Sphingolipid synthesis: identification and characterization of mammalian cDNAs encoding the Lcb2 subunit of serine palmitoyltransferase.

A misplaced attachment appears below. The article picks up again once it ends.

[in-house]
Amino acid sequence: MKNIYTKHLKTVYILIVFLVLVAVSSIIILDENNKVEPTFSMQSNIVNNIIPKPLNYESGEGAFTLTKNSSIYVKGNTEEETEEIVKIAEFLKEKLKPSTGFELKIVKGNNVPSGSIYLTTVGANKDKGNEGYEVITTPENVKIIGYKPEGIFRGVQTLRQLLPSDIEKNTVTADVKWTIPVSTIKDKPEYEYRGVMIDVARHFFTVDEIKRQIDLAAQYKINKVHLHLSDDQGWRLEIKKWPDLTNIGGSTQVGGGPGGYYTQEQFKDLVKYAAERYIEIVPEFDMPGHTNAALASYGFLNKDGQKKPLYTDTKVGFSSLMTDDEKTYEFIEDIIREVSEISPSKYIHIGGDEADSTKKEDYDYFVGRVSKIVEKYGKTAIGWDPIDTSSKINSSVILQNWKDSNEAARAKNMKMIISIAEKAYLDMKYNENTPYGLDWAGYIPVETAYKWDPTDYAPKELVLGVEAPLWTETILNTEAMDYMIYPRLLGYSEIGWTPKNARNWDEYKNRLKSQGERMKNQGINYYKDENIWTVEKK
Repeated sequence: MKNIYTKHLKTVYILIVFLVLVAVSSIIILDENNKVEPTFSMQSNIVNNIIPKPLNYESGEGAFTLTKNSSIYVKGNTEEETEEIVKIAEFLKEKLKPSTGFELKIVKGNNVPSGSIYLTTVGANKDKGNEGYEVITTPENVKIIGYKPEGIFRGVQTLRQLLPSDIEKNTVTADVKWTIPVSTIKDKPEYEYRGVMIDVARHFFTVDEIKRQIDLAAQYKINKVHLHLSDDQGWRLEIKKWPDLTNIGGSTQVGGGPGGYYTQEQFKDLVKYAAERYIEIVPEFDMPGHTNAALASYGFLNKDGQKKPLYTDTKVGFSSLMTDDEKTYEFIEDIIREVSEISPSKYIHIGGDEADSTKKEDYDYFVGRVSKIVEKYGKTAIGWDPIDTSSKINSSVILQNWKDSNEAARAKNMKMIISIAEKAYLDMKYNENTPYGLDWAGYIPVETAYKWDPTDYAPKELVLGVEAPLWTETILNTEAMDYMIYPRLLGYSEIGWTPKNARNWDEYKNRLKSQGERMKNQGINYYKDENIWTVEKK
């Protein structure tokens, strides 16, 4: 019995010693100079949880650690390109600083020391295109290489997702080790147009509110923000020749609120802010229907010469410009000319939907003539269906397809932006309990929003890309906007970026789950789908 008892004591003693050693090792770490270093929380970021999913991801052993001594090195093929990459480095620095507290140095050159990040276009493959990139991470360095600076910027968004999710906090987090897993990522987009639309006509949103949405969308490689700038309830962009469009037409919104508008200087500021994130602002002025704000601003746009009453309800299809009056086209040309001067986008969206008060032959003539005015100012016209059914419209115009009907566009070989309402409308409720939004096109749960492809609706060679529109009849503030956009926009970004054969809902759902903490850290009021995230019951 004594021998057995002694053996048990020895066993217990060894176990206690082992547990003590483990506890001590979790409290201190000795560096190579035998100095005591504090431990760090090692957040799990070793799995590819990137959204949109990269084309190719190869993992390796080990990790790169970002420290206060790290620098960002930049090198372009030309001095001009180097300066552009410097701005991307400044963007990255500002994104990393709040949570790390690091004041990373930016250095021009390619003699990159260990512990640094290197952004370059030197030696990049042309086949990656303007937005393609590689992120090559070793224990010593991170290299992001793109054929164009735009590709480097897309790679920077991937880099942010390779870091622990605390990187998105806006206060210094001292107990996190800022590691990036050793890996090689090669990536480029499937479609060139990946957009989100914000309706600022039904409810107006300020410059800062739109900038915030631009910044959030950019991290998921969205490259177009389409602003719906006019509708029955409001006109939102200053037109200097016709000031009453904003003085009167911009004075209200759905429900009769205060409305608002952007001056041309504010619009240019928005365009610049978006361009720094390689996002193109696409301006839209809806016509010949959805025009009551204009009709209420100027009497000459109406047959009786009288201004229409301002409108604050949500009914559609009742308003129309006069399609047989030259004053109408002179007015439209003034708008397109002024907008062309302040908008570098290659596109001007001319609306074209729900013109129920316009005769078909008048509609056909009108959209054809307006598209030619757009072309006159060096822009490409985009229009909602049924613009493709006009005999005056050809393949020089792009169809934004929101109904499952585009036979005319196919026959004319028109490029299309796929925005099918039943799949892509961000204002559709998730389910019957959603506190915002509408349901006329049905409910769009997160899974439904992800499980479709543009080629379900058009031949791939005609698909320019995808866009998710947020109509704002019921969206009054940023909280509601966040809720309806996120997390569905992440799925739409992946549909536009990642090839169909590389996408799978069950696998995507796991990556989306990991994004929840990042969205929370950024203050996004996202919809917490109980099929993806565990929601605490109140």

Synthesis of the ceramide portion of sphingolipids in animals has been hypothesized to be tightly regulated thereby controlling the rate of de novo sphingolipid formation. Regulation is predicted to occur at the first and committed biosynthetic step catalyzed by serine palmitoyltransferase (SPT, EC 188.8.131.52). This hypothesis remains unproven because SPT has been refractory to purification and subsequent characterization. To begin to test this hypothesis we have used a genetic strategy to isolate LCB2 homologs from the yeasts Kluyveromyces lactis and Schizosaccharomyces pombe and a cDNA homolog from humans and mice. Identity is supported by overall amino acid sequence similarity between the predicted proteins and the known Saccharomyces cerevisiae Lcb2 protein. In addition, a motif of 56 residues from the human protein functionally substituted for the corresponding region of the S. cerevisiae Lcb2 protein. The 56 residue motif was found to be unique to Lcb2 proteins. Likewise, the base sequence encoding it is unique to the human genome. Finally, a peptide sequence in the motif is known to be part of the catalytic domain of all members of the aminolevulinate synthase superfamily of proteins of which Lcb2 is a member. These data argue that this motif is part of the catalytic domain of SPT and is a signature of Lcb2 proteins. The mammalian LCB2 cDNAs provide valuable reagents for studying the Lcb2 subunit of SPT and for studying how ceramide synthesis is regulated.